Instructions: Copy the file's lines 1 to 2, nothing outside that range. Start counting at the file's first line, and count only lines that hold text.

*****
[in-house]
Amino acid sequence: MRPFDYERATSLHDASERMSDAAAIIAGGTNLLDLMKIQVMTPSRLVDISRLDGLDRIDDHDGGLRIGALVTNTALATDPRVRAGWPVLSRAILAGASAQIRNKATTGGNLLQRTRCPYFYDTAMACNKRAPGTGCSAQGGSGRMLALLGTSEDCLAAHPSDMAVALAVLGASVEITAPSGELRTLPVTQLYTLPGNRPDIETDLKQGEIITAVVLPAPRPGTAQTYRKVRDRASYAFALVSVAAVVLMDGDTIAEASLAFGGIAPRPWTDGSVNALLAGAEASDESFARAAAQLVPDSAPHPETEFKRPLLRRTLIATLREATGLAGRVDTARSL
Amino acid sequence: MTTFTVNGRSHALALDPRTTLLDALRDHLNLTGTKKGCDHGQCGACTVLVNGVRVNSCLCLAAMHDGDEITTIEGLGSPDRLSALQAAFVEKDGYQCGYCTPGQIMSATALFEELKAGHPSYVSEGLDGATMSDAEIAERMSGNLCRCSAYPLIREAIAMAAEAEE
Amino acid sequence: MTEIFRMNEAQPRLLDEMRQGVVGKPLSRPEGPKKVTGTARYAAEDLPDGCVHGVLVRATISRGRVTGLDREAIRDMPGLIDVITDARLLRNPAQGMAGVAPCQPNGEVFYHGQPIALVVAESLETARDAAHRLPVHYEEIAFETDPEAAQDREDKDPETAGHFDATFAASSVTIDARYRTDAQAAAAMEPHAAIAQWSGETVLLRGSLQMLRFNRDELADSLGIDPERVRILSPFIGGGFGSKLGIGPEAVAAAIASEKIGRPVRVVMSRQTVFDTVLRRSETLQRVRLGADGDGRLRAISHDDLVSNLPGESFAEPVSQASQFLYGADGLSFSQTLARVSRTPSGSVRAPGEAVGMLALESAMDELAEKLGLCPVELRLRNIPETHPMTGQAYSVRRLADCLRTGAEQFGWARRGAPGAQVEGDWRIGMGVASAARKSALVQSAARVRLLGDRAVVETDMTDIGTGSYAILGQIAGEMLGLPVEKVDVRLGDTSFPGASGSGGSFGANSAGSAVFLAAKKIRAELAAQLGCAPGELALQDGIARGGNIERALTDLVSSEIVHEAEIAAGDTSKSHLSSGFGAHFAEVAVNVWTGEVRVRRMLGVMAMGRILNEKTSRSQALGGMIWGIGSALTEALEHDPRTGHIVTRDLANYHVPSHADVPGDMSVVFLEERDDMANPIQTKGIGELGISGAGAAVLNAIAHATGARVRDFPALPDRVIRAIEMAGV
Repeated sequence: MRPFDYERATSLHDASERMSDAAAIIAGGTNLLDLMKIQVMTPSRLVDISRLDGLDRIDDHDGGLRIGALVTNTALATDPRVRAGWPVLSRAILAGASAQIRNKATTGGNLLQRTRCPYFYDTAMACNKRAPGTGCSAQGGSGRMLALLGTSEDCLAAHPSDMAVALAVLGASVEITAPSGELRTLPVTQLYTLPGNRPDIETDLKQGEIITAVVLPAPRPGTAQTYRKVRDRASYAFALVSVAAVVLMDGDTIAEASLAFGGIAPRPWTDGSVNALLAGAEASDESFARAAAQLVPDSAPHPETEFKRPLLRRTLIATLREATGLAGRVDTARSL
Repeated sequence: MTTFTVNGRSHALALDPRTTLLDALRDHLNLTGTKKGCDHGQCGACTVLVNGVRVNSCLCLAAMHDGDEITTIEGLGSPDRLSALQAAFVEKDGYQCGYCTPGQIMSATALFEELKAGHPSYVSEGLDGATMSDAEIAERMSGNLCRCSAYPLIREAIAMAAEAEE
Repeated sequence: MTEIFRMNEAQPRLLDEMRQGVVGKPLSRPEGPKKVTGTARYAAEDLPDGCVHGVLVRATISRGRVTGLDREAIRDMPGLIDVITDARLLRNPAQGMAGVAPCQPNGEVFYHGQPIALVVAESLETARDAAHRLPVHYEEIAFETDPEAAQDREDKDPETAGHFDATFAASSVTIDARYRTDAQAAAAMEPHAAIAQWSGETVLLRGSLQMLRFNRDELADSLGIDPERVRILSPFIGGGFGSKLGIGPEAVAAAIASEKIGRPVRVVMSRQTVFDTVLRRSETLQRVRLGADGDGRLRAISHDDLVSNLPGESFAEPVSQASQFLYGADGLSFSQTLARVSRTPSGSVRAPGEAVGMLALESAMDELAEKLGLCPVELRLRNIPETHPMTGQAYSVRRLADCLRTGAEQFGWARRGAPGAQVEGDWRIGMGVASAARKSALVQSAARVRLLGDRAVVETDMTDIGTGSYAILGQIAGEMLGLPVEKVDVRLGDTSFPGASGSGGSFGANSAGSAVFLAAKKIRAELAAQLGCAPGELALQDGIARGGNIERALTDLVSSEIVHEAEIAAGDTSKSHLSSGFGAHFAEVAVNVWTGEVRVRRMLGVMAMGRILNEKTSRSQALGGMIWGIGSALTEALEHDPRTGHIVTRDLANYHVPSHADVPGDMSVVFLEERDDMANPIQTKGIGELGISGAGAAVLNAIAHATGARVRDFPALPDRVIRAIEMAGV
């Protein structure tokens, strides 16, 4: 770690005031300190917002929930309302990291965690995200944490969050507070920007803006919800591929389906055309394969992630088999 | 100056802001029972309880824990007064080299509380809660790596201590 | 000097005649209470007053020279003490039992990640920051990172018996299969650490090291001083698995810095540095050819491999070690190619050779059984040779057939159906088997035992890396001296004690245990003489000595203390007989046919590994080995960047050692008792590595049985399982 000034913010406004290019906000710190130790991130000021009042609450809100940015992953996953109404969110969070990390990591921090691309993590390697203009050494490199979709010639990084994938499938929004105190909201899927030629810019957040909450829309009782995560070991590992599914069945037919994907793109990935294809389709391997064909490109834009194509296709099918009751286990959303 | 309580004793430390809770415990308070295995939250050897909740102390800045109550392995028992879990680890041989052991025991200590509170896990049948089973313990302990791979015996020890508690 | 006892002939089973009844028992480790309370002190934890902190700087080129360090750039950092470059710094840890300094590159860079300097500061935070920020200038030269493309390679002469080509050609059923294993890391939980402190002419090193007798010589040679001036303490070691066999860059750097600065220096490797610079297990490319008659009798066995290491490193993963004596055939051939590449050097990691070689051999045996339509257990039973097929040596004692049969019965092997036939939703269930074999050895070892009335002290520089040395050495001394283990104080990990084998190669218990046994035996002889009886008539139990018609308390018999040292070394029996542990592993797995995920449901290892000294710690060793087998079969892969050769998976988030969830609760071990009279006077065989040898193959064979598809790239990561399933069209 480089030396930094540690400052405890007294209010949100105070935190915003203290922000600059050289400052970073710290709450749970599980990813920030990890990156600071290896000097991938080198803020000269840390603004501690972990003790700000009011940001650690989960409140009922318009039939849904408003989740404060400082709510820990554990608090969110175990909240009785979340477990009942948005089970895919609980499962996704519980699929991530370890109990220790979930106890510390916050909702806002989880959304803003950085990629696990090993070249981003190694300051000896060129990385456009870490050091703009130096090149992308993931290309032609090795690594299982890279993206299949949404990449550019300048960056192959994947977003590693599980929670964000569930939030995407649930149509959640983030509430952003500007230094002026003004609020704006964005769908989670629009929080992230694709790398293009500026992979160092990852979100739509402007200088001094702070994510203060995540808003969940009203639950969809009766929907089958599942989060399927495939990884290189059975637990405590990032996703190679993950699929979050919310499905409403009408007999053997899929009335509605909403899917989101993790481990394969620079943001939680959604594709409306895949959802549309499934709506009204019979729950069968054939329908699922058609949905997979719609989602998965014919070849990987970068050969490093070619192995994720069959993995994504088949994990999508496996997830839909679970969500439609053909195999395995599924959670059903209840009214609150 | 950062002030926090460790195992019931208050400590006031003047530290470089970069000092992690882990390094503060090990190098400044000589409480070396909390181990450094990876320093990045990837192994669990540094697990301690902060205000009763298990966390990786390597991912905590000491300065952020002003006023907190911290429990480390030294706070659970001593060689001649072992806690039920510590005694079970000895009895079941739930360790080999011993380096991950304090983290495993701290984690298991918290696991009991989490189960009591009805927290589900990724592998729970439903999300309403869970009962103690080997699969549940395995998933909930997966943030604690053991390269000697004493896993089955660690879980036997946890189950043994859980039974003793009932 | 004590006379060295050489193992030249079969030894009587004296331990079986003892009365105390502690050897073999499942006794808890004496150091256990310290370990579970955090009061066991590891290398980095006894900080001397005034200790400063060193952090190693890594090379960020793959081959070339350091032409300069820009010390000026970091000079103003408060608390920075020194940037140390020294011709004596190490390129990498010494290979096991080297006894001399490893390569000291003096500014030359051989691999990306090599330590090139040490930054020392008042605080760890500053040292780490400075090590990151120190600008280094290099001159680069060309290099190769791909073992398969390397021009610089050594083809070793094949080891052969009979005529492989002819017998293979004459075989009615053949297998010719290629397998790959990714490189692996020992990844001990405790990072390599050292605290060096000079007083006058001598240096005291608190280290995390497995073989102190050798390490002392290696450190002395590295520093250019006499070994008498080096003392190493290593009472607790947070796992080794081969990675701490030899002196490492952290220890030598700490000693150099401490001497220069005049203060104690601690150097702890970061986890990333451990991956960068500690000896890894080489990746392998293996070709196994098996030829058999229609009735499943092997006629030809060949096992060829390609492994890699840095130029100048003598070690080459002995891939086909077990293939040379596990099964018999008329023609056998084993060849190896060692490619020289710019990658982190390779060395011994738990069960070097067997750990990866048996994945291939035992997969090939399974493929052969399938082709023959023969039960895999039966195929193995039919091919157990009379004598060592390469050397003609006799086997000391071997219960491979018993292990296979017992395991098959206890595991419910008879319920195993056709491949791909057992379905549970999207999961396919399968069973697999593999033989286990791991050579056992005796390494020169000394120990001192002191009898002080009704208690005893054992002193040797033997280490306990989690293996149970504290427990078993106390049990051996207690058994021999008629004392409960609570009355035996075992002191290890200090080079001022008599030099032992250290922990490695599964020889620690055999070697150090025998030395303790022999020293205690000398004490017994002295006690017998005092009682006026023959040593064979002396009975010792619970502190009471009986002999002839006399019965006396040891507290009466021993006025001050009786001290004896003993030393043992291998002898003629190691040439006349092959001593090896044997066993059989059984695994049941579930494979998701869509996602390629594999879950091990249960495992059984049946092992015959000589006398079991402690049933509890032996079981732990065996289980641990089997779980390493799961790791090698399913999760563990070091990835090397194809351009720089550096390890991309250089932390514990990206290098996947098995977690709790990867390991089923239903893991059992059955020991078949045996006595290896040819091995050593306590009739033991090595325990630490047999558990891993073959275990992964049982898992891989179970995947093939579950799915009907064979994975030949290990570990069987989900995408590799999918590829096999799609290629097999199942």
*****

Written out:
[in-house]
Amino acid sequence: MRPFDYERATSLHDASERMSDAAAIIAGGTNLLDLMKIQVMTPSRLVDISRLDGLDRIDDHDGGLRIGALVTNTALATDPRVRAGWPVLSRAILAGASAQIRNKATTGGNLLQRTRCPYFYDTAMACNKRAPGTGCSAQGGSGRMLALLGTSEDCLAAHPSDMAVALAVLGASVEITAPSGELRTLPVTQLYTLPGNRPDIETDLKQGEIITAVVLPAPRPGTAQTYRKVRDRASYAFALVSVAAVVLMDGDTIAEASLAFGGIAPRPWTDGSVNALLAGAEASDESFARAAAQLVPDSAPHPETEFKRPLLRRTLIATLREATGLAGRVDTARSL